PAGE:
Just prior to the heat of this skirmish, on a warmish May 11th morning, Confederate Captain, Curtis Jennings, sat down to pen a letter to his beloved wife, Henrietta. He was alone in this patch of wilderness for some moments of solitude. The previous day, he had carved both their names side-by-side along with the date in an old leafless tree, dead from relentless waterless summers. He’d said a prayer and forgiven the enemy — reminiscing internally about the antebellum period of 1860, then retired to a cave to sleep. Jennings had returned to the tree on his horse to commence the script beside her name. He wrote about the sorrow in his heart for his sick, maimed, mentally scarred and, of course, slain members of his company. Of the original 100-strong, it had dwindled to fewer than thirty-five at one stage, with replacements currently bolstering it back to seventy-three. He finished the letter informing her that the bloodbath was finally over. He told her to take care of their three children because soon he hoped he would be returning to their ranch in Mississippi. Curtis signed the letter in his usual military manner which included his rank. He knew Henrietta found this old trait amusing, but deep-rooted habits were hard to break, weren’t they? He tucked it into an envelope and prepared to return to the garrison. The weary captain patted the cumbersome LeMat 9-shot revolver which was always by his side, he looked forward to the day it could be unbuckled permanently. Curtis stroked his moustache and replaced his battle-worn hat, then pricked his ears to the haunt of movement. He stared across the dust and saw a river of men, much like the Rio Grande — their blue uniforms marching like an unstoppable tide. These were coloured Union soldiers on a mission of purpose. Knowing he had to alert Colonel Ford, the courageous officer leapt off the barrel-like rock serving as his writing platform, to head for his horse. From the silence of nowhere, a spread hand found the centre of his back and a sword blade appeared across his throat…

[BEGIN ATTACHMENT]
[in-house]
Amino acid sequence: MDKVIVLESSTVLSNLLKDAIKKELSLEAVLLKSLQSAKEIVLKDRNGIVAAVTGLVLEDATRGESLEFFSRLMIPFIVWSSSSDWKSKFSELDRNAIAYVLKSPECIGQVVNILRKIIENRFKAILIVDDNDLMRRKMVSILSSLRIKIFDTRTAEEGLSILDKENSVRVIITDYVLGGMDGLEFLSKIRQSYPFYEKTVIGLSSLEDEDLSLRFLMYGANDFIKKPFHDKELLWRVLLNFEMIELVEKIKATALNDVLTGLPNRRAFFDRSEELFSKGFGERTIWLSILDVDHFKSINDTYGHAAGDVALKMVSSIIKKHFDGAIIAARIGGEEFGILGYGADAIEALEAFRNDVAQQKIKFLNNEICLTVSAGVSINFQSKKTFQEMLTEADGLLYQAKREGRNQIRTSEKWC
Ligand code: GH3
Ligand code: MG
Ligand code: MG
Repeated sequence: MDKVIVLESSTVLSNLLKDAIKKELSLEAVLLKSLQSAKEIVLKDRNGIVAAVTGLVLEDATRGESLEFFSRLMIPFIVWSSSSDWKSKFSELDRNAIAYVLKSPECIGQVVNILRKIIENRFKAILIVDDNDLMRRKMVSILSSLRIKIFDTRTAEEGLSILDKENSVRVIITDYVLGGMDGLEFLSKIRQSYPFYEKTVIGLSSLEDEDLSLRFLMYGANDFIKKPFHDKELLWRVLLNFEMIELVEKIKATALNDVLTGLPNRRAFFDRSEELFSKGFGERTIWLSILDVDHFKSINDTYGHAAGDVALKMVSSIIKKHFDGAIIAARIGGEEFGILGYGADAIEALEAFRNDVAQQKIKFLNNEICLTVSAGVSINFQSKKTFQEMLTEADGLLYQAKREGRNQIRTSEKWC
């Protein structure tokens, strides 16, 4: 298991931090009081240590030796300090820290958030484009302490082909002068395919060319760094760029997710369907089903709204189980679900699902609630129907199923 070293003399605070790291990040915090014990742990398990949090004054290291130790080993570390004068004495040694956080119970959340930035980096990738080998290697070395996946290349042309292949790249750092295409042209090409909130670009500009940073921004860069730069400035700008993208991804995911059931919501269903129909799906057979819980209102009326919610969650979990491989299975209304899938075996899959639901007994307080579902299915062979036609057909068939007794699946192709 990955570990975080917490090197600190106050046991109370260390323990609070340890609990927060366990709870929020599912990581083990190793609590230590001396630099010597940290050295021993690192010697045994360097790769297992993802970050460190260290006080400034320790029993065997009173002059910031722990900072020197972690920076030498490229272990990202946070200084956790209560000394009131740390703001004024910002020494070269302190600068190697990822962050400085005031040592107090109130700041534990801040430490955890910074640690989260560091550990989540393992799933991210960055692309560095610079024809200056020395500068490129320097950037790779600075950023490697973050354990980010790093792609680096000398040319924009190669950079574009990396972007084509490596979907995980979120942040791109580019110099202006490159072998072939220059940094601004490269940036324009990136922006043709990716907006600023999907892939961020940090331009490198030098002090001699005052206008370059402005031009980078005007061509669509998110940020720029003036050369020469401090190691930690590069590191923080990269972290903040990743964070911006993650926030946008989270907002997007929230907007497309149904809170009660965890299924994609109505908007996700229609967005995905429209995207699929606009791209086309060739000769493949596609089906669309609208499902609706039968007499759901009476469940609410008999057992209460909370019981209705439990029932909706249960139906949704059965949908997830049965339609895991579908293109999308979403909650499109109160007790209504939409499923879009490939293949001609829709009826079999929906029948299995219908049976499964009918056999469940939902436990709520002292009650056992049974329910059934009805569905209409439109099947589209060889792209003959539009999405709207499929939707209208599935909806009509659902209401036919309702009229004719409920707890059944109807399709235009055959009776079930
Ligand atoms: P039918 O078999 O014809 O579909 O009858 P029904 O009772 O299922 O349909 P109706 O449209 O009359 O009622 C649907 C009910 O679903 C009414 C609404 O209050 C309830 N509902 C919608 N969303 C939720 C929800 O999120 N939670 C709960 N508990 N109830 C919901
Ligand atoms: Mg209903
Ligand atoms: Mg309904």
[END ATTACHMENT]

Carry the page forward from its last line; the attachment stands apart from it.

“One breath out of place means certain death,” commanded a stern voice. He froze. It went on, “Hands raised and don’t turn around, Captain.” It was the voice of a woman. “There has been much idle discussion as to which side has actually won the war.”
“Who are you?” demanded Jennings.
“A friend,” replied the woman.
“If so, then kindly retract your blade madam!”
“Not so hasty, Captain. First, you need to be trusted!”
Jennings’ eyes swivelled the length of the sword. He noticed it to be a Model 1860 Light Cavalry Sabre. “Steal it from a fallen soldier, did you ma’am?”
“Keep still and listen.” The woman removed his LeMat revolver from its holster.
“The war is at an armistice. Word tells me that General Lee has surrendered at a place called Appomattox, some months back. This has triggered a series of formal surrenders throughout Northern America. What the devil could you possibly want with me?” He began to turn around.
“Perfectly still, Captain! No, I didn’t steal this blade… but I certainly know how to use it! And will do exactly that if you disobey me. Are we clear on that?” She carried an accent.
He felt a mixture of fearlessness and trepidation lilted in her voice. “I’ve never bowed to a woman before… what makes you think I am about to start now? Kindly announce your intentions or run me through, woman!”
“My name is Susannah Sabotagé, and I am associated with a unit of the first Louisiana Zouave Battalion, raised by Georges Augustus Gaston De Coppens.” She eased the edge fractionally from his neck. “I have a special request for your commanding officer.”
“The French? Do you support Napoleon the Third and his puppet, Emperor Maximillian, and their Mexican occupation?”
“Not for one single moment.”
“Are you a spy?”
“Regrettably, yes I am. And that is why I must be able to trust you first. I am aware that you will see me hanged before I have the chance to—”
Jennings interrupted, “I have no sympathy for Yankee spies. Take my horse and go and re-join your regiment, at once. That is they in the distance, I take it?”
“What causes you to be so eager as to label me a Union fighter?”
“Confounded stubborn woman! Because you have a sabre cast to the throat of a Confederate Captain. Why else?”
“Not to kill you, more so to prevent you absconding. And they’re not my regiment.”
“I shall refrain from absconding — you have my word as an officer!”